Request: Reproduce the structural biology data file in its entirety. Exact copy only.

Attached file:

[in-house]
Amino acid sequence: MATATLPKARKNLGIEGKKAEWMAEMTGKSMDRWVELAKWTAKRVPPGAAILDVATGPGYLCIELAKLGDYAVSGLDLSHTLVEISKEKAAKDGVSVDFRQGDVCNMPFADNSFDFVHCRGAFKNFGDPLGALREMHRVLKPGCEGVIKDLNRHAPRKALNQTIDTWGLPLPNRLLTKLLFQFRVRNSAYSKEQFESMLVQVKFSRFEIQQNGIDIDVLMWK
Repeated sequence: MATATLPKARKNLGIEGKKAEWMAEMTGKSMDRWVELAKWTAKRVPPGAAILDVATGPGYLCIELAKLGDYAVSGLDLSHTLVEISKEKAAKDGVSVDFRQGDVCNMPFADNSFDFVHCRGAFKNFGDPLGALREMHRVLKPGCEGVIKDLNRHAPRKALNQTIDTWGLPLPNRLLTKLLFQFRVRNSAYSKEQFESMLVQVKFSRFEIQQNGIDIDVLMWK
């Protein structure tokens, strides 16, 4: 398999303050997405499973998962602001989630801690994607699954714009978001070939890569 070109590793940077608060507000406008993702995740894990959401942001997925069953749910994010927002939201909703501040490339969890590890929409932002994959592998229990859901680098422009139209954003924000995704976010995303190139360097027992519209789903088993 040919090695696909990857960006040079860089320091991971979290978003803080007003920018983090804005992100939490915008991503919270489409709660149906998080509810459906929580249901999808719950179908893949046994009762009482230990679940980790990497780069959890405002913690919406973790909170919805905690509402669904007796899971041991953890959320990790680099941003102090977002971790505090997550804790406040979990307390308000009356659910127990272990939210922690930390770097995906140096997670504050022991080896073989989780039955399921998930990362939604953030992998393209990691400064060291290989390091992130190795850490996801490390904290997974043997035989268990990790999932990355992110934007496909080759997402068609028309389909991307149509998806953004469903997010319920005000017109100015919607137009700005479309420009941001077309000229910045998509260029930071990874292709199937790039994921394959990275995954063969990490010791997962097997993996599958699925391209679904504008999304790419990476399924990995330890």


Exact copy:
[in-house]
Amino acid sequence: MATATLPKARKNLGIEGKKAEWMAEMTGKSMDRWVELAKWTAKRVPPGAAILDVATGPGYLCIELAKLGDYAVSGLDLSHTLVEISKEKAAKDGVSVDFRQGDVCNMPFADNSFDFVHCRGAFKNFGDPLGALREMHRVLKPGCEGVIKDLNRHAPRKALNQTIDTWGLPLPNRLLTKLLFQFRVRNSAYSKEQFESMLVQVKFSRFEIQQNGIDIDVLMWK
Repeated sequence: MATATLPKARKNLGIEGKKAEWMAEMTGKSMDRWVELAKWTAKRVPPGAAILDVATGPGYLCIELAKLGDYAVSGLDLSHTLVEISKEKAAKDGVSVDFRQGDVCNMPFADNSFDFVHCRGAFKNFGDPLGALREMHRVLKPGCEGVIKDLNRHAPRKALNQTIDTWGLPLPNRLLTKLLFQFRVRNSAYSKEQFESMLVQVKFSRFEIQQNGIDIDVLMWK
């Protein structure tokens, strides 16, 4: 398999303050997405499973998962602001989630801690994607699954714009978001070939890569 070109590793940077608060507000406008993702995740894990959401942001997925069953749910994010927002939201909703501040490339969890590890929409932002994959592998229990859901680098422009139209954003924000995704976010995303190139360097027992519209789903088993 040919090695696909990857960006040079860089320091991971979290978003803080007003920018983090804005992100939490915008991503919270489409709660149906998080509810459906929580249901999808719950179908893949046994009762009482230990679940980790990497780069959890405002913690919406973790909170919805905690509402669904007796899971041991953890959320990790680099941003102090977002971790505090997550804790406040979990307390308000009356659910127990272990939210922690930390770097995906140096997670504050022991080896073989989780039955399921998930990362939604953030992998393209990691400064060291290989390091992130190795850490996801490390904290997974043997035989268990990790999932990355992110934007496909080759997402068609028309389909991307149509998806953004469903997010319920005000017109100015919607137009700005479309420009941001077309000229910045998509260029930071990874292709199937790039994921394959990275995954063969990490010791997962097997993996599958699925391209679904504008999304790419990476399924990995330890």